This article is the follow up to the first part of the Fundamentals of Sampling series where we touched on the basic principles and concepts of digital sampling. This part will focus on more advanced and technical aspects of sampling along with some practical uses derived from them.
Start & End Points
The start and end points of a sample determine its playable range on a DAW or sampler in a non-destructive way, allowing us to use different sections of a sample without having to do any permanent edits on an audio editor. The start point defines the point where the sample will start playing, whereas the end point defines where it will stop. Most professional DAWs, as well as some advanced samplers like Kontakt, allow the start and end points to snap to a musical grid, which makes it possible to make changes to them while keeping the loops in sync with the host tempo.
The start point is particularly useful to shape the sound of a sample, as it allows us to remove transient content as well as the low frequency information that resides at the beginning of the sample. This can be very useful to create thinner and more delicate variations of a sample that can provide a big deal of detail in our mixes and beats and go a long way in genres like Ambient, Chill, Lo-Fi Hip Hop and Downtempo.
Playback modes control the way a sample is played back on virtual instruments. Some of these modes determine the direction in which the sample will play once it’s triggered, including forward and reverse. When the sample is looped, the forward and reverse modes can be combined and alternated in a single mode that allows the sample to be played forwards and backwards within the area defined by the loop. Also, with granular synthesis, it’s possible to trigger samples from numerous start points in rapid bursts and combining multiple playback modes.
Some advanced synthesisers such as VPS Avenger and Reaktor Form even allow users to create custom playback modes with graphic editors that enable the creation of automation curves to control the playback speed and direction of the sample in real time. These playback editors turn playback modes into a dynamic feature, as opposed to the traditional approach of defining them as a static setting, enabling stunning time based effects such as stuttering, time stretching and scratching.
Looping is the ability to loop over a sample. This feature works differently depending on whether we use it on a DAW or in a sampler. On the former, the loop function allows us to stretch the sample beyond its original length and have the sample loop for as long as we stretch it. On a sampler, it allows us to loop over a sample for the entire duration of the MIDI note that is triggering it.
Looping enables many creative possibilities when applied to one shots, allowing us to create rhythmical patterns whose speed is determined by the length of the loop. With this technique, it’s possible to make entire loops with a one shot sample and a single MIDI note.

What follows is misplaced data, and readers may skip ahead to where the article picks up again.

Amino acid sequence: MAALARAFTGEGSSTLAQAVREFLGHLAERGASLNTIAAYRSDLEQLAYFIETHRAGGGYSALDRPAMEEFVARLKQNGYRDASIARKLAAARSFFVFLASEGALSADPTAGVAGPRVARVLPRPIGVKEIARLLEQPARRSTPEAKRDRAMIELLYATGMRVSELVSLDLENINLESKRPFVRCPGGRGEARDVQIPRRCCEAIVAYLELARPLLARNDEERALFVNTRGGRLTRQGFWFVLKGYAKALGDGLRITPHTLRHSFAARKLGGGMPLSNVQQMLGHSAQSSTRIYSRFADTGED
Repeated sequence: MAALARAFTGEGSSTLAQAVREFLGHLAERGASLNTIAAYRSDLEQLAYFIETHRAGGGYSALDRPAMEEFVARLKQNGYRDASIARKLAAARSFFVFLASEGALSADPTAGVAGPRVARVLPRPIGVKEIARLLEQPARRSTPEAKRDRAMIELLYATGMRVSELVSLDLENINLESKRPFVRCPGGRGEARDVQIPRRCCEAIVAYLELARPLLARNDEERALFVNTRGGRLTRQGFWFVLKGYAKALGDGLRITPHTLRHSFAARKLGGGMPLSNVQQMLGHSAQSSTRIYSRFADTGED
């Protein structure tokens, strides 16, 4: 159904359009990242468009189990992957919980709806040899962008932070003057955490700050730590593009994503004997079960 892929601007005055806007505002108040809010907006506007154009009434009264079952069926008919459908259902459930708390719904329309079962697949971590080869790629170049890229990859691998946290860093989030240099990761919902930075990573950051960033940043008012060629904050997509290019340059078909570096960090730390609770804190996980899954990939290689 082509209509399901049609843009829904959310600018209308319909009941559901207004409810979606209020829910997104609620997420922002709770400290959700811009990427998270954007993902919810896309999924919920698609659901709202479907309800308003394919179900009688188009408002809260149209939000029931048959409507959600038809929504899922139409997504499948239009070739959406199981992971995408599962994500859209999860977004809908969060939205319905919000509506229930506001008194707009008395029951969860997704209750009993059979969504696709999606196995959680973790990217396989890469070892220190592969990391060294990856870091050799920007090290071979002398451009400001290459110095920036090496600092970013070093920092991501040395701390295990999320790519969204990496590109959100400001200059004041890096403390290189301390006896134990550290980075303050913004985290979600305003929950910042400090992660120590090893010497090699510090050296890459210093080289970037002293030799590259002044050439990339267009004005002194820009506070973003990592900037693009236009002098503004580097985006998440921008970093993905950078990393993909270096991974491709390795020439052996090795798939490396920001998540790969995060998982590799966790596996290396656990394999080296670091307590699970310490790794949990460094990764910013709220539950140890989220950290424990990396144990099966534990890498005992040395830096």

Another interesting way of taking advantage of the looping feature is to set up various loop ranges among different instances of a sample, which allows us to deconstruct samples into smaller loops that can provide variation to the full length sample.
Envelopes are modulation sources capable of shaping samples over time through the adjustment of several breakpoints called stages. Envelopes can be applied to all sorts of controls on a sampler, but they are specially useful when applied to the amplitude, since that allows us to shape how the volume of a sound develops over time.
The most common and primitive form of envelope is the ADSR envelope generator, which was created by the American engineer Robert Moog in the 60s. ADSR envelopes feature four stages called attack, decay, sustain, and release capable of shaping common parameters such as volume, pitch and filter cutoff in a very fast and convenient way.
Recent developments on digital technology and software have made possible a more advanced type of envelopes called graphic, parametric or multi-stage that take advantage of the flexibility and power of digital graphical interfaces to provide a visual feedback on the envelopes shape, as well as the possibility to create and delete stages, define the time span of the envelopes, and make them snap to a grid in order to allow for the creation of rhythmical envelopes synced to the host tempo.
Here concludes this two parts article on sampling in which we have learned several features of this vital music production field and some of their practical uses. We learned about start and end points and how they can be used to trim samples as well as more advanced uses of the start point in the context of sound design. Then we touched on playback modes in different applications like DAWs, and samplers and how some advanced synthesisers are revolutionising this feature. After that we moved onto looping, and how this feature can be harnessed to achieve very creative and interesting results with loops and one shots. Further down, we delved into envelopes, stressing their remarkable power and usefulness when it comes to sound shaping and sound design.